robertogreco + citystates   7

Will London Fall? - The New York Times
"The metropolis that globalization created may well be the capital of the world. But after the “Brexit” referendum, its future as an international crossroads is far from certain."



"London may be the capital of the world. You can argue for New York, but London has a case. Modern London is the metropolis that globalization created. Walk the streets of Holborn, ride an escalator down to the Tube and listen to the languages in the air. Italian mingles with Hindi, or Mandarin, or Spanish, or Portuguese. Walk through the City, the financial district, and listen to the plumbing system of international capitalism. London is banker to the planet.

London is ancient yet new. It is as much city-state as city, with a culture and economy that circulate the world. London manages to be Los Angeles, Washington and New York wrapped into one. Imagine if one American city were home to Hollywood, the White House, Madison Avenue, Wall Street and Broadway. London is sort of that.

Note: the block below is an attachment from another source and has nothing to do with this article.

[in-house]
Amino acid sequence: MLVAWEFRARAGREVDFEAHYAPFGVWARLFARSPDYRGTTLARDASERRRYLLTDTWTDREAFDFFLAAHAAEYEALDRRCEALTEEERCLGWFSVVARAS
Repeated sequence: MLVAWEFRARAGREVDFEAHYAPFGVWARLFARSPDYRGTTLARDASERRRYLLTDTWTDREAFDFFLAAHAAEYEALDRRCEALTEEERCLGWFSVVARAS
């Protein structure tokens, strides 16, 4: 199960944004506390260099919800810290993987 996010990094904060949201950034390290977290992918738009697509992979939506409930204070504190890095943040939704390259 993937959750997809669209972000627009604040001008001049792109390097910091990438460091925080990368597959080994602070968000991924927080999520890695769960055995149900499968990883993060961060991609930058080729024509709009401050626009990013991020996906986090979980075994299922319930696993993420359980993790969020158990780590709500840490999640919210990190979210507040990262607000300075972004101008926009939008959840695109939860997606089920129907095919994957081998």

Modern London thrives on the idea that one city can be a global melting pot, a global trading house, a global media machine and a place where everyone tolerates everyone else, mostly. The thought is that being connected to the rest of the world is something to celebrate. But what happens to London when that idea unexpectedly falls away?"
london  cities  2017  sarahlyall  brexit  multiculturalism  diversity  citystates  urban  urbanism 
april 2017 by robertogreco
Empires Revolution of the Present - marclafia
"The film and online project brings together international philosophers, scientists and artists to give description and analysis to the contemporary moment as defined by computational tools and networks.

It states that networks are not new and have been forever with us in the evolution of our cities, trade, communications and sciences, in our relations as businesses and nation states, in the circulation of money, food, arms and our shared ecology.